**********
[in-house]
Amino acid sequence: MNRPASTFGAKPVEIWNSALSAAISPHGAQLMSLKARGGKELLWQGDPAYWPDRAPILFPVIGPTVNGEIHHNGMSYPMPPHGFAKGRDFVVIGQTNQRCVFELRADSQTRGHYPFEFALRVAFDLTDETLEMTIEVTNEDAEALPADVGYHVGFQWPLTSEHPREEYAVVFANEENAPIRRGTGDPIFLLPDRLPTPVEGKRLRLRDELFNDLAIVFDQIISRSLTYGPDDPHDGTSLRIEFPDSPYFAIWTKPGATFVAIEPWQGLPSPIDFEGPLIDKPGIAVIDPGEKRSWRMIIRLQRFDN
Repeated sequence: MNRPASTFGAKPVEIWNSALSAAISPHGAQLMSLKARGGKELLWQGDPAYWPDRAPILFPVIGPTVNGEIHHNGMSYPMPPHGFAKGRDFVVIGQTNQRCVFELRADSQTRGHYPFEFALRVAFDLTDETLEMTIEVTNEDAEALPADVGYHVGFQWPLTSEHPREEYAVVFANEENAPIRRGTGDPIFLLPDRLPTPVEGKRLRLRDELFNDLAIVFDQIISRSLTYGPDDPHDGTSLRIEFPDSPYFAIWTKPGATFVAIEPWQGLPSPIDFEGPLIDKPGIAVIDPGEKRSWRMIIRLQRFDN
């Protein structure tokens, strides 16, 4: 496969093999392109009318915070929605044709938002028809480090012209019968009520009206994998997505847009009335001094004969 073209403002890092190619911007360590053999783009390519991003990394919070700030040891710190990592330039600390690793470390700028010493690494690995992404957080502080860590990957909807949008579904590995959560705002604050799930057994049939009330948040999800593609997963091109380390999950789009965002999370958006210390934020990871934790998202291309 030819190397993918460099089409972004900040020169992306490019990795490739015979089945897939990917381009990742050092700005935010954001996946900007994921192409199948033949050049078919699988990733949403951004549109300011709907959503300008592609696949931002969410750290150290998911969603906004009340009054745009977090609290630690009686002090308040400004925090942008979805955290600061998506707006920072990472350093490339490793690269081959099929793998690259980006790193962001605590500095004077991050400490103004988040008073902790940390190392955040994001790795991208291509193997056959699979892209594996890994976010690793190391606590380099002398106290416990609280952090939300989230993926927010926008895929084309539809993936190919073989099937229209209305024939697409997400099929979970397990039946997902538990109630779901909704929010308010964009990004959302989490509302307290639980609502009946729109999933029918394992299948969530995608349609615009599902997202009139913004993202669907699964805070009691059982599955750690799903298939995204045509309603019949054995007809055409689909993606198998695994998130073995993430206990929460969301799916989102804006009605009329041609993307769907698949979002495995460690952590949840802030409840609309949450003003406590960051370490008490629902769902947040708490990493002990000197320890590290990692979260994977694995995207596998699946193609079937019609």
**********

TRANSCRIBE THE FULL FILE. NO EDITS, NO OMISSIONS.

[in-house]
Amino acid sequence: MNRPASTFGAKPVEIWNSALSAAISPHGAQLMSLKARGGKELLWQGDPAYWPDRAPILFPVIGPTVNGEIHHNGMSYPMPPHGFAKGRDFVVIGQTNQRCVFELRADSQTRGHYPFEFALRVAFDLTDETLEMTIEVTNEDAEALPADVGYHVGFQWPLTSEHPREEYAVVFANEENAPIRRGTGDPIFLLPDRLPTPVEGKRLRLRDELFNDLAIVFDQIISRSLTYGPDDPHDGTSLRIEFPDSPYFAIWTKPGATFVAIEPWQGLPSPIDFEGPLIDKPGIAVIDPGEKRSWRMIIRLQRFDN
Repeated sequence: MNRPASTFGAKPVEIWNSALSAAISPHGAQLMSLKARGGKELLWQGDPAYWPDRAPILFPVIGPTVNGEIHHNGMSYPMPPHGFAKGRDFVVIGQTNQRCVFELRADSQTRGHYPFEFALRVAFDLTDETLEMTIEVTNEDAEALPADVGYHVGFQWPLTSEHPREEYAVVFANEENAPIRRGTGDPIFLLPDRLPTPVEGKRLRLRDELFNDLAIVFDQIISRSLTYGPDDPHDGTSLRIEFPDSPYFAIWTKPGATFVAIEPWQGLPSPIDFEGPLIDKPGIAVIDPGEKRSWRMIIRLQRFDN
């Protein structure tokens, strides 16, 4: 496969093999392109009318915070929605044709938002028809480090012209019968009520009206994998997505847009009335001094004969 073209403002890092190619911007360590053999783009390519991003990394919070700030040891710190990592330039600390690793470390700028010493690494690995992404957080502080860590990957909807949008579904590995959560705002604050799930057994049939009330948040999800593609997963091109380390999950789009965002999370958006210390934020990871934790998202291309 030819190397993918460099089409972004900040020169992306490019990795490739015979089945897939990917381009990742050092700005935010954001996946900007994921192409199948033949050049078919699988990733949403951004549109300011709907959503300008592609696949931002969410750290150290998911969603906004009340009054745009977090609290630690009686002090308040400004925090942008979805955290600061998506707006920072990472350093490339490793690269081959099929793998690259980006790193962001605590500095004077991050400490103004988040008073902790940390190392955040994001790795991208291509193997056959699979892209594996890994976010690793190391606590380099002398106290416990609280952090939300989230993926927010926008895929084309539809993936190919073989099937229209209305024939697409997400099929979970397990039946997902538990109630779901909704929010308010964009990004959302989490509302307290639980609502009946729109999933029918394992299948969530995608349609615009599902997202009139913004993202669907699964805070009691059982599955750690799903298939995204045509309603019949054995007809055409689909993606198998695994998130073995993430206990929460969301799916989102804006009605009329041609993307769907698949979002495995460690952590949840802030409840609309949450003003406590960051370490008490629902769902947040708490990493002990000197320890590290990692979260994977694995995207596998699946193609079937019609």